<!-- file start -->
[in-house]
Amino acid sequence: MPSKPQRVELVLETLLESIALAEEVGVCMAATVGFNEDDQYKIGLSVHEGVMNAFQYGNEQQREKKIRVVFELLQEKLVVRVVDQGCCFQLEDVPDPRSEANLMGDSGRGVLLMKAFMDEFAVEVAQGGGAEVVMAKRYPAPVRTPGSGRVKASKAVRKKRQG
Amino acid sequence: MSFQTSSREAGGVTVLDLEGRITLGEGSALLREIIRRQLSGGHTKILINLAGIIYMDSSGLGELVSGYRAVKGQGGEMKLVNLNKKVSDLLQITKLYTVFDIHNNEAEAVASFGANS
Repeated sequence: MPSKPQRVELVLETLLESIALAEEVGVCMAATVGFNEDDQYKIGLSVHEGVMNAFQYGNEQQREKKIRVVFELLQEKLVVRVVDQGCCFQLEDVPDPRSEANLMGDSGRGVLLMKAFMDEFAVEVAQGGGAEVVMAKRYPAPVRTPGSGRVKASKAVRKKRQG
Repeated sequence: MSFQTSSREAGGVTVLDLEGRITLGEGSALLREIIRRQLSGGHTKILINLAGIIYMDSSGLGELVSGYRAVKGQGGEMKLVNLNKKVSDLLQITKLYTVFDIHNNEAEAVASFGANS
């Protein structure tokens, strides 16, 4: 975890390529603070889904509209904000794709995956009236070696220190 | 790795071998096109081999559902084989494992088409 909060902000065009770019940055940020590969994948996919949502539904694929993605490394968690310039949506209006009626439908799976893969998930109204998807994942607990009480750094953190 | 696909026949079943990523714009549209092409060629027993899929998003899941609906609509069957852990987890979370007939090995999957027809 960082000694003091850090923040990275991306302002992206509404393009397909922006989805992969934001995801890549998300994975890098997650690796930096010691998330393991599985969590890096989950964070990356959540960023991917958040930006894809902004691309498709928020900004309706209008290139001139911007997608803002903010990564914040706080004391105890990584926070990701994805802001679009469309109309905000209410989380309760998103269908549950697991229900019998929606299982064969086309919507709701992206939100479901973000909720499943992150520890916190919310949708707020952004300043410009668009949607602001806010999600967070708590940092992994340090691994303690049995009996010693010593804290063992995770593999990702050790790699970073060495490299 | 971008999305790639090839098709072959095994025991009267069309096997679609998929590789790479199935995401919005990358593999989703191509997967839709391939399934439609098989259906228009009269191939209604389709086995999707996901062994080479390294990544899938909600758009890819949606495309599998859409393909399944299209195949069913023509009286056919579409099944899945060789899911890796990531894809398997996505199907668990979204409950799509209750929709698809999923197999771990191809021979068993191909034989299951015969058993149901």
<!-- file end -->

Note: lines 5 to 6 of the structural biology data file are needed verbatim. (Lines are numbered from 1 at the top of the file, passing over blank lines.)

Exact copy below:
Repeated sequence: MSFQTSSREAGGVTVLDLEGRITLGEGSALLREIIRRQLSGGHTKILINLAGIIYMDSSGLGELVSGYRAVKGQGGEMKLVNLNKKVSDLLQITKLYTVFDIHNNEAEAVASFGANS
């Protein structure tokens, strides 16, 4: 975890390529603070889904509209904000794709995956009236070696220190 | 790795071998096109081999559902084989494992088409 909060902000065009770019940055940020590969994948996919949502539904694929993605490394968690310039949506209006009626439908799976893969998930109204998807994942607990009480750094953190 | 696909026949079943990523714009549209092409060629027993899929998003899941609906609509069957852990987890979370007939090995999957027809 960082000694003091850090923040990275991306302002992206509404393009397909922006989805992969934001995801890549998300994975890098997650690796930096010691998330393991599985969590890096989950964070990356959540960023991917958040930006894809902004691309498709928020900004309706209008290139001139911007997608803002903010990564914040706080004391105890990584926070990701994805802001679009469309109309905000209410989380309760998103269908549950697991229900019998929606299982064969086309919507709701992206939100479901973000909720499943992150520890916190919310949708707020952004300043410009668009949607602001806010999600967070708590940092992994340090691994303690049995009996010693010593804290063992995770593999990702050790790699970073060495490299 | 971008999305790639090839098709072959095994025991009267069309096997679609998929590789790479199935995401919005990358593999989703191509997967839709391939399934439609098989259906228009009269191939209604389709086995999707996901062994080479390294990544899938909600758009890819949606495309599998859409393909399944299209195949069913023509009286056919579409099944899945060789899911890796990531894809398997996505199907668990979204409950799509209750929709698809999923197999771990191809021979068993191909034989299951015969058993149901």